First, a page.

Elimination of senescent osteoclast progenitors has no effect on the age-associated loss of bone mass in mice.
Aging Cell. 2019 Feb 17;:e12923 Authors: Kim HN, Chang J, Iyer S, Han L, Campisi J, Manolagas SC, Zhou D, Almeida M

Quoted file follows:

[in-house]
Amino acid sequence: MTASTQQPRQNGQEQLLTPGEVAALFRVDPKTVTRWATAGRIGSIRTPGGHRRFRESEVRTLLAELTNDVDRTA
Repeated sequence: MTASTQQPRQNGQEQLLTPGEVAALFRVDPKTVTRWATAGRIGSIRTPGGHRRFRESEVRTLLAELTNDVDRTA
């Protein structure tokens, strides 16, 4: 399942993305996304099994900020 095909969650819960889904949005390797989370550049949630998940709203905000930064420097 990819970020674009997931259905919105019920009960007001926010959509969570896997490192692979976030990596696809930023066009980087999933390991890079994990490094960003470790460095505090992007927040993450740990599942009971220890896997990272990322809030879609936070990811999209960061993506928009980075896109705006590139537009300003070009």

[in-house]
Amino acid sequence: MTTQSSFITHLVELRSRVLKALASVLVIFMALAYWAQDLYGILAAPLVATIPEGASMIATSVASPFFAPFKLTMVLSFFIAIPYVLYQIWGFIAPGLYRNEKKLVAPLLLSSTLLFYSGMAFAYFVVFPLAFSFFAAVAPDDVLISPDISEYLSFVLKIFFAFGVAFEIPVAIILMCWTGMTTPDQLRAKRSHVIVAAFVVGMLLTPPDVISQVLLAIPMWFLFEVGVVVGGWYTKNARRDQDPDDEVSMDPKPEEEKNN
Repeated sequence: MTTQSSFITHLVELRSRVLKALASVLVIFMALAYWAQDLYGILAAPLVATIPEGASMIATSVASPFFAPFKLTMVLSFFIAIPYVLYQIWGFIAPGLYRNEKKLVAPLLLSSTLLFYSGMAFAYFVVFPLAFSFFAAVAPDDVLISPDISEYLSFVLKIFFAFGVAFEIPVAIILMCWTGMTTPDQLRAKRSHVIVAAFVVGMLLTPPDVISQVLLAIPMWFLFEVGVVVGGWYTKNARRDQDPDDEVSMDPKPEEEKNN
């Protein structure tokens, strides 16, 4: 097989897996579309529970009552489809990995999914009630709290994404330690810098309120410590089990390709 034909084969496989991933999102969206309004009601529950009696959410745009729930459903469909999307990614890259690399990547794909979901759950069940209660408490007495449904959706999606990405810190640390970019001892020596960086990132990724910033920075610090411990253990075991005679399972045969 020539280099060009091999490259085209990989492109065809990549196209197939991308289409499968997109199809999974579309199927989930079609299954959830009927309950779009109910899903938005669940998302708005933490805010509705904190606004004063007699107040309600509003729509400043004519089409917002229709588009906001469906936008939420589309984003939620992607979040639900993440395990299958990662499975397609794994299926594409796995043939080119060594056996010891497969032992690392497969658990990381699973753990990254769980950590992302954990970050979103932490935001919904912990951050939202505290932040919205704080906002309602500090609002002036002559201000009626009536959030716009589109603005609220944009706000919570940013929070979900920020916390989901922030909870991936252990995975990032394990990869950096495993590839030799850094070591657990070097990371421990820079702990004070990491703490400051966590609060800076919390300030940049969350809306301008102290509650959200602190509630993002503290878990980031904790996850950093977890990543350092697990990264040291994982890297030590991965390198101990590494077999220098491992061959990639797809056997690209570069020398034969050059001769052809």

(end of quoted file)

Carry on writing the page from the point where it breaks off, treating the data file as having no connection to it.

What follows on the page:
Both an increase in osteoclast and a decrease in osteoblast numbers contribute to skeletal aging. Markers of cellular senescence, including expression of the cyclin inhibitor p16, increase with aging in several bone cell populations. The elimination of p16-expressing cells in old mice, using the INK-ATTAC transgene, increases bone mass indicating that senescent cells contribute to skeletal aging. However, the identity of the senescent cells and the extent to which ablation of p16-expressing cells may prevent skeletal aging remain unknown. Using mice expressing the p16-3MR transgene, we examined whether elimination of p16-expressing cells between 12 and 24 months of age could preserve bone mass; and whether elimination of these cells from 20 to 26 months of age could restore bone mass. The activation of the p16-3MR transgene by ganciclovir (GCV) greatly diminished p16 levels in the brain, liver, and osteoclast progenitors from the bone marrow. The age-related increase in osteoclastogenic potential of myeloid cells was also abrogated by GCV. However, GCV did not alter p16 levels in osteocytes-the most abundant cell type in bone-and had no effect on the skeletal aging of p16-3MR mice. These findings indicate that the p16-3MR transgene does not eliminate senescent osteocytes but it does eliminate senescent osteoclast progenitors and senescent cells in other tissues, as described previously. Elimination of senescent osteoclast progenitors, in and of itself, has no effect on the age-related loss of bone mass. Hence, other senescent cell types, such as osteocytes, must be the seminal culprits. PMID: 30773784 [PubMed - as supplied by publisher]